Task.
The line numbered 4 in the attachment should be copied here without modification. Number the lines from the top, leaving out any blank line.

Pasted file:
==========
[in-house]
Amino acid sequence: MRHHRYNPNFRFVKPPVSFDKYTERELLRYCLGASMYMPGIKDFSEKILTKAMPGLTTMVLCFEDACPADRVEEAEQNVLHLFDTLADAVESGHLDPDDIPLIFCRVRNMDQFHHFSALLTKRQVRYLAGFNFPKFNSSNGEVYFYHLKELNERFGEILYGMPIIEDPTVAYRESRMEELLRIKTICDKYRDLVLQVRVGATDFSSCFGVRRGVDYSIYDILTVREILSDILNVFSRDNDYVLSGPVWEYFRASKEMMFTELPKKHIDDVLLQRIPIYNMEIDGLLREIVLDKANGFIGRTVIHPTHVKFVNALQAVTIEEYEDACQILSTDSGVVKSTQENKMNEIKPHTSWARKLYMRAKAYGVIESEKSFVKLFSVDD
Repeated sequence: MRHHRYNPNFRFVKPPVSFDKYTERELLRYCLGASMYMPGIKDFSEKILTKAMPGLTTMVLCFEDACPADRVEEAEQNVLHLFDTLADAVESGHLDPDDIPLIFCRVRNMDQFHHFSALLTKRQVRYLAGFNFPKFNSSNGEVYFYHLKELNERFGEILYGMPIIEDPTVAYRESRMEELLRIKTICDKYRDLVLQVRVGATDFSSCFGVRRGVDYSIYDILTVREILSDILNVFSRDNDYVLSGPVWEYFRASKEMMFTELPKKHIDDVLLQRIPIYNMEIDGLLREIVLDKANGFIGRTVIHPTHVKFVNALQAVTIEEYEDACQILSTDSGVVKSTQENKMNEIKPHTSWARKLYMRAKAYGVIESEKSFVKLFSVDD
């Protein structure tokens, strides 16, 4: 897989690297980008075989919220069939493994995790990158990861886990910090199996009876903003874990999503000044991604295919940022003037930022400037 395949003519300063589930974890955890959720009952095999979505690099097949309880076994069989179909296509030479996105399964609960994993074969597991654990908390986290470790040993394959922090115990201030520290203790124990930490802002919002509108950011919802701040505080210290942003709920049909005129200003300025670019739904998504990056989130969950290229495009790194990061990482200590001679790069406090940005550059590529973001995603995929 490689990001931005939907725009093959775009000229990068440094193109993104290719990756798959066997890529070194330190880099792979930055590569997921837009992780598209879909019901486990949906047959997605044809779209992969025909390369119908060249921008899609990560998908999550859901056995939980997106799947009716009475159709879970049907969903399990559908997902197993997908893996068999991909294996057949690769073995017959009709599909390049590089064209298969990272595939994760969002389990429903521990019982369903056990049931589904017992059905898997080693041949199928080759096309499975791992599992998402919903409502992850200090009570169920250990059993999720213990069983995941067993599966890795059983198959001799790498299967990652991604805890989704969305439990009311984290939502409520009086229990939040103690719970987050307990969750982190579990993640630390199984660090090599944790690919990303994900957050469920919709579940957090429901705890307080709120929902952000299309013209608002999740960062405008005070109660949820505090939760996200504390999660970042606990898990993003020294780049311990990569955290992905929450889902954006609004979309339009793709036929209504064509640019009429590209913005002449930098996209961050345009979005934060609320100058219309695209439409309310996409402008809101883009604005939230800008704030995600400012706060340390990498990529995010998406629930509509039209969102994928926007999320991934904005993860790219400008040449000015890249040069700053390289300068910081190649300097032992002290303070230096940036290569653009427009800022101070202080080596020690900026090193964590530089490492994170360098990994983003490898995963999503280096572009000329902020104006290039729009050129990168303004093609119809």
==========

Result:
């Protein structure tokens, strides 16, 4: 897989690297980008075989919220069939493994995790990158990861886990910090199996009876903003874990999503000044991604295919940022003037930022400037 395949003519300063589930974890955890959720009952095999979505690099097949309880076994069989179909296509030479996105399964609960994993074969597991654990908390986290470790040993394959922090115990201030520290203790124990930490802002919002509108950011919802701040505080210290942003709920049909005129200003300025670019739904998504990056989130969950290229495009790194990061990482200590001679790069406090940005550059590529973001995603995929 490689990001931005939907725009093959775009000229990068440094193109993104290719990756798959066997890529070194330190880099792979930055590569997921837009992780598209879909019901486990949906047959997605044809779209992969025909390369119908060249921008899609990560998908999550859901056995939980997106799947009716009475159709879970049907969903399990559908997902197993997908893996068999991909294996057949690769073995017959009709599909390049590089064209298969990272595939994760969002389990429903521990019982369903056990049931589904017992059905898997080693041949199928080759096309499975791992599992998402919903409502992850200090009570169920250990059993999720213990069983995941067993599966890795059983198959001799790498299967990652991604805890989704969305439990009311984290939502409520009086229990939040103690719970987050307990969750982190579990993640630390199984660090090599944790690919990303994900957050469920919709579940957090429901705890307080709120929902952000299309013209608002999740960062405008005070109660949820505090939760996200504390999660970042606990898990993003020294780049311990990569955290992905929450889902954006609004979309339009793709036929209504064509640019009429590209913005002449930098996209961050345009979005934060609320100058219309695209439409309310996409402008809101883009604005939230800008704030995600400012706060340390990498990529995010998406629930509509039209969102994928926007999320991934904005993860790219400008040449000015890249040069700053390289300068910081190649300097032992002290303070230096940036290569653009427009800022101070202080080596020690900026090193964590530089490492994170360098990994983003490898995963999503280096572009000329902020104006290039729009050129990168303004093609119809």